DE10342231B4 (en) * 2003-09-11 2008-04-30 Sirona Dental Systems Gmbh of the same blank for producing a tooth replacement part and methods for preparing

Citations (4)

* Cited by examiner, † Cited by third party
Publication number Priority date Publication date Assignee Title
US2040179A (en) * 1931-02-12 1936-05-12 Baker & Co Inc Process of producing cohesive gold for dental fillings
US3667934A (en) * 1968-10-23 1972-06-06 Michael Gordon Derham Refining of zinc
DE3042008A1 (en) * 1980-11-07 1982-06-24 Degussa Dental filler compsn. - contg. coherent esp. porous, sintered metal structure and room temp. solidifying liq. or plastic non-metallic component
US4634383A (en) * 1984-02-03 1987-01-06 Degussa Aktiengesellschaft Process and apparatus for the production of fillings in teeth

Family Cites Families (2)

* Cited by examiner, † Cited by third party
Publication number Priority date Publication date Assignee Title
DE1236133B (en) * 1962-05-21 1967-03-09 Lloyd Baum Zahnfuellungen
GB1277930A (en) * 1968-10-02 1972-06-14 I Materialovedeniya Akademii N Improvements in or relating to devices for use in smoking tobacco

Patent Citations (4)

* Cited by examiner, † Cited by third party
Publication number Priority date Publication date Assignee Title
US2040179A (en) * 1931-02-12 1936-05-12 Baker & Co Inc Process of producing cohesive gold for dental fillings
US3667934A (en) * 1968-10-23 1972-06-06 Michael Gordon Derham Refining of zinc
DE3042008A1 (en) * 1980-11-07 1982-06-24 Degussa Dental filler compsn. - contg. coherent esp. porous, sintered metal structure and room temp. solidifying liq. or plastic non-metallic component
US4634383A (en) * 1984-02-03 1987-01-06 Degussa Aktiengesellschaft Process and apparatus for the production of fillings in teeth

Cited By (10)

* Cited by examiner, † Cited by third party
Publication number Priority date Publication date Assignee Title
US5318746A (en) * 1991-12-04 1994-06-07 The United States Of America As Represented By The Secretary Of Commerce Process for forming alloys in situ in absence of liquid-phase sintering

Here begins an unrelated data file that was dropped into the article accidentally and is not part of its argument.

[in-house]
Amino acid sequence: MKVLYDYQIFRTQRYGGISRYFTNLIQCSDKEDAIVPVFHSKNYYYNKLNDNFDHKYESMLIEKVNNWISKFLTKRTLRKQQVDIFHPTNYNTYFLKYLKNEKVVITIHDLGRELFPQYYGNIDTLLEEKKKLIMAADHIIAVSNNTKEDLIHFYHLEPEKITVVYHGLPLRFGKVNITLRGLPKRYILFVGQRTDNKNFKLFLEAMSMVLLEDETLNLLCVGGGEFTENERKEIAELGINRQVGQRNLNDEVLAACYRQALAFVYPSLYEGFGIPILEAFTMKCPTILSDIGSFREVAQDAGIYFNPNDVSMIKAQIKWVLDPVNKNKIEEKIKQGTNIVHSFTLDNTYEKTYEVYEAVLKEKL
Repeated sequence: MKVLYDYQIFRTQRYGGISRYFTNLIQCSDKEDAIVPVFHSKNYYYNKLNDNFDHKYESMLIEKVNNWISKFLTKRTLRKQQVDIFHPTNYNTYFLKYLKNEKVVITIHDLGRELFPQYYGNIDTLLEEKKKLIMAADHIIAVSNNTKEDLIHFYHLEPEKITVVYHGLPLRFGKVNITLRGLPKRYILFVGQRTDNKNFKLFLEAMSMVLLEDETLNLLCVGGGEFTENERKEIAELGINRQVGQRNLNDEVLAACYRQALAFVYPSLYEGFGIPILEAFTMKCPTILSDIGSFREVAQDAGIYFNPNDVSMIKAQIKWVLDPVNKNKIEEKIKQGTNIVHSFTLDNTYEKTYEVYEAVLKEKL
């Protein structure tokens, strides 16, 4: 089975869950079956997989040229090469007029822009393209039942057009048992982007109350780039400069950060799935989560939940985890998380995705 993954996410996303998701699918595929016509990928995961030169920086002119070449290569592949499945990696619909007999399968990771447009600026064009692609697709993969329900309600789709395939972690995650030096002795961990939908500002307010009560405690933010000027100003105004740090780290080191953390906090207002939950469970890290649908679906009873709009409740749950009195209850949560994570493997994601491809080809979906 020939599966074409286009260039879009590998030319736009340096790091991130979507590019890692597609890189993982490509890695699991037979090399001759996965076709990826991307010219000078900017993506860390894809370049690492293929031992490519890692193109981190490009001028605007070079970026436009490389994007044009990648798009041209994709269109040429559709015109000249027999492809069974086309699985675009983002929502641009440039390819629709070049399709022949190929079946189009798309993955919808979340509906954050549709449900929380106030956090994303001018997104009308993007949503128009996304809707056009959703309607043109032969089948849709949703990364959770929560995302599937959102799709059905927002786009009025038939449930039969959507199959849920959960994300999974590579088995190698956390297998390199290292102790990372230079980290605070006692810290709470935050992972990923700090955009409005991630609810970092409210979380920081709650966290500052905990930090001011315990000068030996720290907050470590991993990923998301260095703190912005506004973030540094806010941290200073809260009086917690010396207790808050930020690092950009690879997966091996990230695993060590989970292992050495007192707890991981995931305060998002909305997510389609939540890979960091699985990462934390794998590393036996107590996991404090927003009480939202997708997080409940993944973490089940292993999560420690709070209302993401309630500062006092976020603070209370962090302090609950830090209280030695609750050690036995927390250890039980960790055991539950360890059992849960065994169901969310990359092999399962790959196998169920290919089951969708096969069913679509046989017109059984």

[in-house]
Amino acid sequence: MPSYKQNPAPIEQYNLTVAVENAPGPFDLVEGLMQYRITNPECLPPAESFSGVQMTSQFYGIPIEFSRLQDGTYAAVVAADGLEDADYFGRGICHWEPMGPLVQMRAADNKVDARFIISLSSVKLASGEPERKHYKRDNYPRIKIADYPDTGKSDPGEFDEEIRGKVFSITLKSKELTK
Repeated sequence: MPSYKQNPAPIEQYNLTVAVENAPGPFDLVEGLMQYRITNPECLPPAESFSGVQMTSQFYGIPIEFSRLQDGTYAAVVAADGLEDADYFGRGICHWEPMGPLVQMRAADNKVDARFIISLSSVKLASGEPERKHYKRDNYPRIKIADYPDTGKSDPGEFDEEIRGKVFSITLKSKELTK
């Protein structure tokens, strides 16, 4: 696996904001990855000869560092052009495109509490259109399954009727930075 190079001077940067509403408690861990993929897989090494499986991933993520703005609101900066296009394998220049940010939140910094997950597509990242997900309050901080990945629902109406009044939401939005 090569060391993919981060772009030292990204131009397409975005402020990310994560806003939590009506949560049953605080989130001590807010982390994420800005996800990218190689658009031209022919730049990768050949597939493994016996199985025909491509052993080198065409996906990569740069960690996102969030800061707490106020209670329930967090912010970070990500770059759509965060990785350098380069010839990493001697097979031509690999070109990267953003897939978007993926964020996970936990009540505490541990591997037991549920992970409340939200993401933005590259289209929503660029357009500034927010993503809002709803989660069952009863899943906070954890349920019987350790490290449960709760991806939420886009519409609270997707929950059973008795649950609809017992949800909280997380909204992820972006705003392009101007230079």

US5711866A (en) * 1991-12-04 1998-01-27 The United States Of America As Represented By The Secretary Of Commerce Acid assisted cold welding and intermetallic formation and dental applications thereof
US6001289A (en) * 1991-12-04 1999-12-14 Materials Innovation, Inc. Acid assisted cold welding and intermetallic formation
US6042781A (en) * 1991-12-04 2000-03-28 Materials Innovation, Inc. Ambient temperature method for increasing the green strength of parts
US6375894B1 (en) 1991-12-04 2002-04-23 The United States Of America As Represented By The Secretary Of Commerce Acid assisted cold welding and intermetallic formation and dental applications thereof
WO1995010379A1 (en) * 1993-10-08 1995-04-20 The United States Of America, As Represented By The Secretary Of Commerce Acid assisted cold welding and intermetallic formation and dental applications thereof
US20040151938A1 (en) * 2001-05-25 2004-08-05 Gorm Danscher Method of implanting heavy metal such as nobel metal, e.g.gold, and metal for use in implantation
US20060121079A1 (en) * 2001-05-25 2006-06-08 Gorm Danscher Medicament and method of treatment of patients with heavy metals
US7655261B2 (en) 2001-05-25 2010-02-02 Gorm Danscher Medicament and method of treatment of patients with heavy metals
EP2369022A1 (en) * 2010-03-11 2011-09-28 Neollia SAS Coloured solid precious material made up of an assembly of nanoparticles of noble metals

Also Published As

Publication number Publication date Type
EP0347572B1 (en) 1992-07-15 grant
EP0347572A2 (en) 1989-12-27 application
EP0347572A3 (en) 1990-09-12 application
JPH0245406A (en) 1990-02-15 application
ES2033485T3 (en) 1993-03-16 grant
DE3820970C1 (en) 1989-11-09 grant

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AS Assignment

Owner name: DEGUSSA AKTIENGESELLSCHAFT, GERMANY

Free format text: ASSIGNMENT OF ASSIGNORS INTEREST.;ASSIGNORS:DIEHL, WALTER;RINGELSTEIN, HANS-MARTIN;REEL/FRAME:005383/0178

Effective date: 19900620

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Year of fee payment: 4

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FP Expired due to failure to pay maintenance fee

Effective date: 19981016